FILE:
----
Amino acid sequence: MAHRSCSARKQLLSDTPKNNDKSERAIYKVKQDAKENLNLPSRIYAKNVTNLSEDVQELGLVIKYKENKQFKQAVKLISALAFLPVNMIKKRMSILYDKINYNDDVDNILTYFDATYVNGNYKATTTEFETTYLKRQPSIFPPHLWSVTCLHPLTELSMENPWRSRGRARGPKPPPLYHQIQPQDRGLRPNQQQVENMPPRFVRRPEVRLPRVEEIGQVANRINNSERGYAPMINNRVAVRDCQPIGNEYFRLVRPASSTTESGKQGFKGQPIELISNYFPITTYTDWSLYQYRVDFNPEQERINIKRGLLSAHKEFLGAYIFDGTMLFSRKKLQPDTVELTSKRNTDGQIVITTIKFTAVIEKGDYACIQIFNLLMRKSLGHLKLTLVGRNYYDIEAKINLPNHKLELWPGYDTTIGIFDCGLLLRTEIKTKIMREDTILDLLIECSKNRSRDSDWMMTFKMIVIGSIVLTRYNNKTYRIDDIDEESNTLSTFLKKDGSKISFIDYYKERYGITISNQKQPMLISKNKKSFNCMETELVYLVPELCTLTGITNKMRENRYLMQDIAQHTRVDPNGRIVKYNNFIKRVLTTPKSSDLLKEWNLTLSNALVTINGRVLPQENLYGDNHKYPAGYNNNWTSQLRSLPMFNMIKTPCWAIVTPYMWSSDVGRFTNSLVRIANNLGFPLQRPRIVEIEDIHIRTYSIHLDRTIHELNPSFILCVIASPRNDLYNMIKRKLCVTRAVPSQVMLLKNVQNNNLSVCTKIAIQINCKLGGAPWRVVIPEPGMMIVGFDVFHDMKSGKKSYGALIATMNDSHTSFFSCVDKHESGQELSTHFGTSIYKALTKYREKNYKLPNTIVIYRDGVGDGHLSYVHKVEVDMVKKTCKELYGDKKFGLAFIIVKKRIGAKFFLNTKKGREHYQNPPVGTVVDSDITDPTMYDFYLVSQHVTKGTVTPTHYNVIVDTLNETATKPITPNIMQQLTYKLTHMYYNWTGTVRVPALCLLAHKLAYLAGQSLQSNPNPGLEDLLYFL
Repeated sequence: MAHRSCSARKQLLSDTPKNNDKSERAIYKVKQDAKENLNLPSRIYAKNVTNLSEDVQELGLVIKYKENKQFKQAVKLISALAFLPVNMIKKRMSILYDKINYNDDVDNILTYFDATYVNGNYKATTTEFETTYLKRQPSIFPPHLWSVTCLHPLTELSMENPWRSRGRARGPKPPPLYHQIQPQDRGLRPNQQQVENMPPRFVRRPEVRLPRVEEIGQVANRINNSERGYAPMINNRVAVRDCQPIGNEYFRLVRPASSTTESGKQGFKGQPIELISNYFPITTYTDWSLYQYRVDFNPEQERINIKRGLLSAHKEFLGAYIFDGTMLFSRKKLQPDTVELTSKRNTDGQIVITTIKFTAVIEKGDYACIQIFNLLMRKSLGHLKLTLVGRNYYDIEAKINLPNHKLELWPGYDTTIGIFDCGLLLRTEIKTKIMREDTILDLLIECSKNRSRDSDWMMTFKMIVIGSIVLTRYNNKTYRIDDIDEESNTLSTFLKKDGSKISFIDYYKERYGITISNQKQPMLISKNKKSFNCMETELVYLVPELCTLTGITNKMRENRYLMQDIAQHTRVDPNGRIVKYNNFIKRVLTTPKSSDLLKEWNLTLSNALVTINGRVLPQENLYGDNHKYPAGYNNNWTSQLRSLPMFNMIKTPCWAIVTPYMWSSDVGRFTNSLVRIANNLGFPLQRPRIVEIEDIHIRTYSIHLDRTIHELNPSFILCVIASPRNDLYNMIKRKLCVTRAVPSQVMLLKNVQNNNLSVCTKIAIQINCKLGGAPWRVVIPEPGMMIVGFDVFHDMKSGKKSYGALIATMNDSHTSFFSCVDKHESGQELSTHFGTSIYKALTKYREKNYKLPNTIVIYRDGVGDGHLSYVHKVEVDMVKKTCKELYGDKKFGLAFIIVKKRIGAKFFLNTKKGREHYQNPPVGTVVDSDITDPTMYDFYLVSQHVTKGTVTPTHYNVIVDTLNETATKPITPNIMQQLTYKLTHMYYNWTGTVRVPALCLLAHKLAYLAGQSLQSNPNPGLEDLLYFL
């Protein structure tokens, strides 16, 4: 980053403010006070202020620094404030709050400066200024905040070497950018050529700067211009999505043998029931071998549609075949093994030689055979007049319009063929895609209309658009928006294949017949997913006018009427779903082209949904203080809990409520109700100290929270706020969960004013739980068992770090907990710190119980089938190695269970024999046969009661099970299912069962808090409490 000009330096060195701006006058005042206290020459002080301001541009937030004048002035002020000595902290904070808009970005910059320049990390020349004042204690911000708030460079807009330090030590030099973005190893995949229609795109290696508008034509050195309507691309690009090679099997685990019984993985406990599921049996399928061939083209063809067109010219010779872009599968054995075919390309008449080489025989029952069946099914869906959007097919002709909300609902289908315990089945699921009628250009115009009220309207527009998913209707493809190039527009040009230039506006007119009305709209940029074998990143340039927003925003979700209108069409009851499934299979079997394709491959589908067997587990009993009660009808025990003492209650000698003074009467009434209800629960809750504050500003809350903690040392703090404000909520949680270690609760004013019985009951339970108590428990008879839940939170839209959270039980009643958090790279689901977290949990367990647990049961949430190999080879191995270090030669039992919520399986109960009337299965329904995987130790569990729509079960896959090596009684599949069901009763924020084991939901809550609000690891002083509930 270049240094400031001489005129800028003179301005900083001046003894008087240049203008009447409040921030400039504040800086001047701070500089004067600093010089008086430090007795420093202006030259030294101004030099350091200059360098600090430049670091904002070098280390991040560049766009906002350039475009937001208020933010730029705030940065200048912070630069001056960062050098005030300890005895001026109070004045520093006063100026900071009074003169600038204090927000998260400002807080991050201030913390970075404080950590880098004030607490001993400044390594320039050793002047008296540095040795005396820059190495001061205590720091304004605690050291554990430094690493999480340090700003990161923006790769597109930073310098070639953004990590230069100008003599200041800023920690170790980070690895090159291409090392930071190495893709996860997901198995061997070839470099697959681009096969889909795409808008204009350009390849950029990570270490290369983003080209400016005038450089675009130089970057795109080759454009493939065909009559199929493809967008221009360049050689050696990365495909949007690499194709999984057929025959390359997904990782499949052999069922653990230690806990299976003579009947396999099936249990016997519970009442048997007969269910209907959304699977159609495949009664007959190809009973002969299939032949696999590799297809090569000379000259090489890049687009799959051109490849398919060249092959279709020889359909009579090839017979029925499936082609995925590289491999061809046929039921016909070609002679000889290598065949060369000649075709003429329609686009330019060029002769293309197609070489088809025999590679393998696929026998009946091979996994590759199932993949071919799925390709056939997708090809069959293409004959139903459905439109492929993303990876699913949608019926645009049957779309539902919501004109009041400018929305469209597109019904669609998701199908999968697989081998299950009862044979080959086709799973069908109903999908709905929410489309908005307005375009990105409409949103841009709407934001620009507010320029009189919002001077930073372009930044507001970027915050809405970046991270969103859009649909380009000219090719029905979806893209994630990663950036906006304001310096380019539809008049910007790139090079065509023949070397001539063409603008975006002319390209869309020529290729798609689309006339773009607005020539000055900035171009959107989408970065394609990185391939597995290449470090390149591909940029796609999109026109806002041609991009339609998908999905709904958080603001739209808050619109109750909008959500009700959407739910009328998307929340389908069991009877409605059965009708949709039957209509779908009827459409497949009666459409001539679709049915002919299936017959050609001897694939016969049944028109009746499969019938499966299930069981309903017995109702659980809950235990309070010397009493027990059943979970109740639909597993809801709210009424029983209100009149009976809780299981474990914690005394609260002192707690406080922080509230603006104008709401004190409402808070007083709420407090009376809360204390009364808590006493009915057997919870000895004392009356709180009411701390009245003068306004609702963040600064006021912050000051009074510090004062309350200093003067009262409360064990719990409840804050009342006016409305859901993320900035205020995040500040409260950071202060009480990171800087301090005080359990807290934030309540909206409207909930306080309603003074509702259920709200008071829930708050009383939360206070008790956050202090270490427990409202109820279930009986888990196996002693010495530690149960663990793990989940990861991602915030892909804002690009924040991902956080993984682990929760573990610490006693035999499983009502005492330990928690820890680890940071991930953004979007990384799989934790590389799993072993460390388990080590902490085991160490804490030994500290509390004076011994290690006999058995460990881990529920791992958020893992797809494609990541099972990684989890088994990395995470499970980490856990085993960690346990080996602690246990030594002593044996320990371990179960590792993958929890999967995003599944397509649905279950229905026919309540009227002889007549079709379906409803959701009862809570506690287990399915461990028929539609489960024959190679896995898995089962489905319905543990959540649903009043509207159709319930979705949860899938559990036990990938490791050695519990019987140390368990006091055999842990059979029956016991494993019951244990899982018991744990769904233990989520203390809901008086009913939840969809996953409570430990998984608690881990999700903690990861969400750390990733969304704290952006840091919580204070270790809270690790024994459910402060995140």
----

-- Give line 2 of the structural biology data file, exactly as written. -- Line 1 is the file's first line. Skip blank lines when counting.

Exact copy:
Repeated sequence: MAHRSCSARKQLLSDTPKNNDKSERAIYKVKQDAKENLNLPSRIYAKNVTNLSEDVQELGLVIKYKENKQFKQAVKLISALAFLPVNMIKKRMSILYDKINYNDDVDNILTYFDATYVNGNYKATTTEFETTYLKRQPSIFPPHLWSVTCLHPLTELSMENPWRSRGRARGPKPPPLYHQIQPQDRGLRPNQQQVENMPPRFVRRPEVRLPRVEEIGQVANRINNSERGYAPMINNRVAVRDCQPIGNEYFRLVRPASSTTESGKQGFKGQPIELISNYFPITTYTDWSLYQYRVDFNPEQERINIKRGLLSAHKEFLGAYIFDGTMLFSRKKLQPDTVELTSKRNTDGQIVITTIKFTAVIEKGDYACIQIFNLLMRKSLGHLKLTLVGRNYYDIEAKINLPNHKLELWPGYDTTIGIFDCGLLLRTEIKTKIMREDTILDLLIECSKNRSRDSDWMMTFKMIVIGSIVLTRYNNKTYRIDDIDEESNTLSTFLKKDGSKISFIDYYKERYGITISNQKQPMLISKNKKSFNCMETELVYLVPELCTLTGITNKMRENRYLMQDIAQHTRVDPNGRIVKYNNFIKRVLTTPKSSDLLKEWNLTLSNALVTINGRVLPQENLYGDNHKYPAGYNNNWTSQLRSLPMFNMIKTPCWAIVTPYMWSSDVGRFTNSLVRIANNLGFPLQRPRIVEIEDIHIRTYSIHLDRTIHELNPSFILCVIASPRNDLYNMIKRKLCVTRAVPSQVMLLKNVQNNNLSVCTKIAIQINCKLGGAPWRVVIPEPGMMIVGFDVFHDMKSGKKSYGALIATMNDSHTSFFSCVDKHESGQELSTHFGTSIYKALTKYREKNYKLPNTIVIYRDGVGDGHLSYVHKVEVDMVKKTCKELYGDKKFGLAFIIVKKRIGAKFFLNTKKGREHYQNPPVGTVVDSDITDPTMYDFYLVSQHVTKGTVTPTHYNVIVDTLNETATKPITPNIMQQLTYKLTHMYYNWTGTVRVPALCLLAHKLAYLAGQSLQSNPNPGLEDLLYFL